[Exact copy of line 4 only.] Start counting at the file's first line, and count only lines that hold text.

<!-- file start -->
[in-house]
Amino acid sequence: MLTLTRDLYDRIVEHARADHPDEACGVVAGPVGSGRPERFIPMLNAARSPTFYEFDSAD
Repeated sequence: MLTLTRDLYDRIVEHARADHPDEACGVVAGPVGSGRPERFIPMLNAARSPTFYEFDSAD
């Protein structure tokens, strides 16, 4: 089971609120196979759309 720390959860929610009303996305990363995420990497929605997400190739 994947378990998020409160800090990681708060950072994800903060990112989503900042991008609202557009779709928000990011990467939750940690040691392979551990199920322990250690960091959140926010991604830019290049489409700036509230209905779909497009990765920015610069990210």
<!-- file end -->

């Protein structure tokens, strides 16, 4: 089971609120196979759309 720390959860929610009303996305990363995420990497929605997400190739 994947378990998020409160800090990681708060950072994800903060990112989503900042991008609202557009779709928000990011990467939750940690040691392979551990199920322990250690960091959140926010991604830019290049489409700036509230209905779909497009990765920015610069990210």